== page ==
Champagne dates back centuries to the days when Benedictine monk Dom Pérignon was the cellar master at the Abbey of Hautvillers, assigned to oversee wine production. One of his duties was to try to prevent wine from becoming bubbly, which at the time, was thought to ruin the wine. He and his fellow monks altered the grapes used in the wine production and eliminated skins to see if that made a difference.
Due to the temperatures in France at the time, it was too cold to leave the wine in barrels, so it was often bottled before full fermentation could be completed. Pérignon and the monks failed at preventing the effervescent wine; however, when he tried the “ruined” wine, he found the taste to be delightful and even a bit celestial. His fellow monks shared his opinion and the abbey’s winemaking method spread throughout the land and Champagne production increased.
Back in those days, bottles were not specifically made to withstand the atmospheres of pressure trapped within, so bottles often exploded in the French wine cellars and it is rumored that nearly 20 percent was lost due to explosion. The exploding bottles were called “le vin du diable” or “the devil’s wine.”
The sparkling wine’s popularity spread, and English scientist Christopher Merret discovered that sugar played an important role in creating Champagne’s effervescence. He found that too much sugar caused the bottles to explode, and too little sugar meant that the resulting wine wasn’t quite effervescent enough. The cost of exploding bottles and the ongoing research into creating the perfect sparkling wine were expensive, and the cost of Champagne soared.
Due to the high cost and uniqueness of the wine, Champagne became the favorite drink of the royals in Europe. Champagne was served for royal festivities at the Palais Royal in Paris, where entertainment was always important, as the guests loved seeing the cork jump out of the bottle. In the 18th century, Madame de Pompadour ordered Champagne by the gallon for her extravagant parties. Rumors were that during one of her parties, in 1732, that over 1,800 bottles were consumed in a single evening.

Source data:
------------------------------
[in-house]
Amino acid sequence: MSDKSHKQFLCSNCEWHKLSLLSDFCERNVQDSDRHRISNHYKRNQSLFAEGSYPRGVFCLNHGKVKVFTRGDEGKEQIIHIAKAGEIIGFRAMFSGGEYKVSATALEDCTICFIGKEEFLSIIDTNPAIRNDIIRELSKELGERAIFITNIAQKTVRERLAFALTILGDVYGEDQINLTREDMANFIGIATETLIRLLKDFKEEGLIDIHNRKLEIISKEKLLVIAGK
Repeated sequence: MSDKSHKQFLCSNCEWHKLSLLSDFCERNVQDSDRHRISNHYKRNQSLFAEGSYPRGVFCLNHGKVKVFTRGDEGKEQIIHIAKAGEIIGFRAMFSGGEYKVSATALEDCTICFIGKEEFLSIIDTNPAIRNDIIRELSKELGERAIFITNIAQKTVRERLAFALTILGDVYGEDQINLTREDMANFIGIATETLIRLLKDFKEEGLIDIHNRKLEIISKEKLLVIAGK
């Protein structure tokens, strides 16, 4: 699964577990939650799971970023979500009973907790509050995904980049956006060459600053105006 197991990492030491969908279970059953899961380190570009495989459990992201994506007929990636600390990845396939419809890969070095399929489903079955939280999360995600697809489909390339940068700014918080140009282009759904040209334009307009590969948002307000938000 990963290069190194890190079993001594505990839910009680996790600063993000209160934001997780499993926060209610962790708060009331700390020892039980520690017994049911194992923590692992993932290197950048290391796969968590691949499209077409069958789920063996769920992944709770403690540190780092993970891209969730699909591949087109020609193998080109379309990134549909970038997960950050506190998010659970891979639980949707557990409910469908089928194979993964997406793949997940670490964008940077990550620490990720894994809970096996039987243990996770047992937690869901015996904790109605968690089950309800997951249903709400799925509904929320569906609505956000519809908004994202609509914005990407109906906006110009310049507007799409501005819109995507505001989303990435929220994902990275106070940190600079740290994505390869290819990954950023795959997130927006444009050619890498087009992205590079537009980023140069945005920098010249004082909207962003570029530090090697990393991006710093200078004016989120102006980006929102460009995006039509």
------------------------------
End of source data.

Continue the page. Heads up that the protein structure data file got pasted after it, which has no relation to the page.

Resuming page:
The 18th venture rise of the big houses like Moët et Chandon, Louis Roederer, Veuve Clicquot, and Tattinger helped seal Champagne’s reputation as a wine of status and prestige. The wines were taken to various royal courts for their consideration, and marketing began as artists like Toulouse-Lautrec, Cézanne, and Manet were hired to paint images of champagne bottles and people enjoying Champagne.
Over time, Champagne has become the beverage synonymous with celebrating royal, political, national, fashionable, and sporting events, as well as celebrating life’s best moments. Whether it is christening a brand-new ship, christening a new addition to the family, the first toast as man and wife, or the toast as the clock strikes midnight on New Year’s Eve, Champagne is there.
“The thing about champagne, you say, unfoiling the cork, and unwinding the wire restraint, is that is the ultimate associative object. Every time you open a bottle of Champagne, it's a celebration, so there's no better way of starting a celebration than opening a bottle of Champagne. Every time you sip it, you're sipping from all those other celebrations. The joy accumulates over time.” — David Levithan, “The Lover's Dictionary”